Advice To Masters
General advice to Masters transiting thru / calling at ports of piratical / armed robbery:
The best form of defence is to ensure that a threat of an attack is detected at an early stage - hence a proper all round lookout using all available means is of vital importance.
In most of the incidents as soon as the pirates / armed robbers know that they have been spotted they will abandon the attack
- Follow company and ship specific procedures
- Follow advice in IMO circular MSC.1/Circ.1334 (23 June 2009)
- While transiting waters affected by Somali pirates follow BMP3
- Be aware of the sea areas / and ports affected by piracy and armed robbery (the PRC broadcasts regularly to ships in the IOR and AOR regions. See Live Piracy Map)
- Brief crew: Inform them to be vigilant and inform bridge / duty officer of anything suspicious not normal
- The attitude “this will not happen to me” should be strongly discouraged
- Conduct a drill prior to entering a high risk area. This will ensure emergency communication procedures are tested and contact information is readily available
- Ensure all crew are fully aware of alarm procedures and muster stations
- Keeping in mind multinational crews - all internal communications should be carried out in the working language of the ship
- Master to adjust ship routines prior to entering high risk area to ensure well rested and additional crew on watch at all times
- Ensure blind spots and dark areas are lit up (ensure lighting does not hamper safe navigation and lookout duties)
- Ensure the deck watch work in pairs at all times
- Ensure rounds on deck are taken at irregular intervals
- Reporting from deck to bridge at regular intervals (if reporting not done it is the first indication that there is something wrong)
- Be especially vigilant during watch change over times
- Keeping in mind watchkeepers on deck - access into the accommodation, bridge, steering gear room and engine room to be secured.
- Rig and pressurize fire hoses prior to entry into high risk areas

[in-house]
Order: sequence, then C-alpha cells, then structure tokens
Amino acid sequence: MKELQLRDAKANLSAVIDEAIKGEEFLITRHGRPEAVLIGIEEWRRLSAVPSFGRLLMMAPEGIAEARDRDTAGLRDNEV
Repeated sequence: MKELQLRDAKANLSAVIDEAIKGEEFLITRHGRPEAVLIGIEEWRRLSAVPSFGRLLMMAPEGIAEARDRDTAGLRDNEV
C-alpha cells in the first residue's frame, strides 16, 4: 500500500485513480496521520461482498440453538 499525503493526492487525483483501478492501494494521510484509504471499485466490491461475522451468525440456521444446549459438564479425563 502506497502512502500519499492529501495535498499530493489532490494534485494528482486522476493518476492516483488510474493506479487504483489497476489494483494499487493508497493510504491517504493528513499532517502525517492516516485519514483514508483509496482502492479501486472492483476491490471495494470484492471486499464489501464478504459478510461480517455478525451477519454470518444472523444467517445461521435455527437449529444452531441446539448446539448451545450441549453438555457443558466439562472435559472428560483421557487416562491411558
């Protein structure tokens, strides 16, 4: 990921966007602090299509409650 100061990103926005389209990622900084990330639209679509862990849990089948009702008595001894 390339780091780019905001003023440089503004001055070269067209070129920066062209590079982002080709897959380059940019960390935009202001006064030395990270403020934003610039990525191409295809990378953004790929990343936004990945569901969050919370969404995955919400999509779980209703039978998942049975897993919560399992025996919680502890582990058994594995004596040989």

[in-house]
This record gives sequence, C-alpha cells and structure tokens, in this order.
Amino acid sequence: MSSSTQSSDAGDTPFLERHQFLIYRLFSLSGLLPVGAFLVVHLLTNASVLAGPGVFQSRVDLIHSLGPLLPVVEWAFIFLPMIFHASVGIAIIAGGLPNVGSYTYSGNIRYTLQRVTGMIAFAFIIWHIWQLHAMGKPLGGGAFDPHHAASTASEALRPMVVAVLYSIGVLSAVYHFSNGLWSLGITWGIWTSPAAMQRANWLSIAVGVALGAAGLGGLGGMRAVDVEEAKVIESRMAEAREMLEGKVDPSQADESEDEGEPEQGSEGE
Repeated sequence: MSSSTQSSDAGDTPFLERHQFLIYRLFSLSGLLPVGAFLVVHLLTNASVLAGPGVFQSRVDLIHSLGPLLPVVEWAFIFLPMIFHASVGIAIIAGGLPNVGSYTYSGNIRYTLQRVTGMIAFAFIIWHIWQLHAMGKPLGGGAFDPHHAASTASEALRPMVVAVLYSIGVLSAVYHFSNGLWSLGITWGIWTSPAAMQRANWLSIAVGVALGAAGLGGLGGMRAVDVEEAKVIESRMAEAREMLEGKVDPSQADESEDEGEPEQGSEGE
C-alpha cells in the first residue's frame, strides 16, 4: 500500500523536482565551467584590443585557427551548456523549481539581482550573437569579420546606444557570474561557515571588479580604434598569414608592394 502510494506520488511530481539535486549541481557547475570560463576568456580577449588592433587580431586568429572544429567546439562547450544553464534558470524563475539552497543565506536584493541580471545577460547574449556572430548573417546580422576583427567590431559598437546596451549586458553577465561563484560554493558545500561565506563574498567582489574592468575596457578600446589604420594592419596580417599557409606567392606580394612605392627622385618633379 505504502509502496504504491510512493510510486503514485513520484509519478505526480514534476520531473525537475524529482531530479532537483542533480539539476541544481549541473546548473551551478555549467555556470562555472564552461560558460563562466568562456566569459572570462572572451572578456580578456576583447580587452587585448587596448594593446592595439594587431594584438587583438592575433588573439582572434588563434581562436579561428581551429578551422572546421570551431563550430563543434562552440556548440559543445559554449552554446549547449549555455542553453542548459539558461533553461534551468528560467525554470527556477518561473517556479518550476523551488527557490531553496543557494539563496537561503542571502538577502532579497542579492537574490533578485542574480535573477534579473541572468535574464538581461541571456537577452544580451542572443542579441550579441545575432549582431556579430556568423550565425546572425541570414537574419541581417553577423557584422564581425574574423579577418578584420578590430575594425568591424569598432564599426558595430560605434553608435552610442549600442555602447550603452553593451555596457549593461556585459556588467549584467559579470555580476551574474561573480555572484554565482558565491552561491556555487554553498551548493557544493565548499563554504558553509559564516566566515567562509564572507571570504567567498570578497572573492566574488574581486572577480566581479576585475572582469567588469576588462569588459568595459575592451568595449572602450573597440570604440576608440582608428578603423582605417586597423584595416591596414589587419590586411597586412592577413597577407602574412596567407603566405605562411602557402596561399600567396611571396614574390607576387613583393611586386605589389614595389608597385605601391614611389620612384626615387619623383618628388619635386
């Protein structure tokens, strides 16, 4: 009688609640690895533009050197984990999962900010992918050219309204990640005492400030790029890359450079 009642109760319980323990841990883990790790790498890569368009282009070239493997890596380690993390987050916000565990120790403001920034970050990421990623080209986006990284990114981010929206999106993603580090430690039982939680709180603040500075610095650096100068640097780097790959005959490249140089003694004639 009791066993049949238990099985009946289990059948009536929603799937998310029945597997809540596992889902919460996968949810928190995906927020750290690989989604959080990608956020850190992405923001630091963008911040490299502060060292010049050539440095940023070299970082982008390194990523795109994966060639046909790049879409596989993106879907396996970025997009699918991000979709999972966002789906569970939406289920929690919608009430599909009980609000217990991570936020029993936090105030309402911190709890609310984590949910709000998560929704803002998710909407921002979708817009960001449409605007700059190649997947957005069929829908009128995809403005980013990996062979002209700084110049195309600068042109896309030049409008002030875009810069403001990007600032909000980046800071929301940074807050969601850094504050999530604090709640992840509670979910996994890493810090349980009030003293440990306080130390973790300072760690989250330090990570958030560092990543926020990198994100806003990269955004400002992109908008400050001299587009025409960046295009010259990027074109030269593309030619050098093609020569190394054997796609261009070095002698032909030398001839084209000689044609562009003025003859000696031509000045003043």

- Depending on ship type - engine room to be manned
- Keep security / urgency messages ready to transmit while transiting high-risk areas
- Keep important telephone numbers ready at hand especially those of CSO, Flag State and PRC
- Have a designated communications officer (this will ensure the master is able to concentrate and deal with the situation rather than being distracted by communication procedures)
- If applicable keep emergency checklist ready at hand
- Test the SSAS as required by manufacturer
- It is vital that all incidents are reported to the PRC (actual, attempted, suspicious)
- Masters should evaluate the situation and report the incident as soon as it develops, this will ensure that there is time for assistance to be made available.
In the event of attack:
- Raise Alarm, Muster Crew
- Increase Speed
- Commence evasive manoeuvres and use bow wave and stern wash to prevent the small boats approaching close to the ship
- Identify the mother vessel and move away from it (if there is one)
- Steam away from land
- Head into the sea and swell: this makes it more difficult for boats to come alongside
In the event of pirates boarding and gaining control of the bridge it is essential to try to keep calm and follow the instructions of the pirates in order to avoid physical confrontation. The master should at all times endeavour to keep the vessel in command to prevent collision / grounding etc.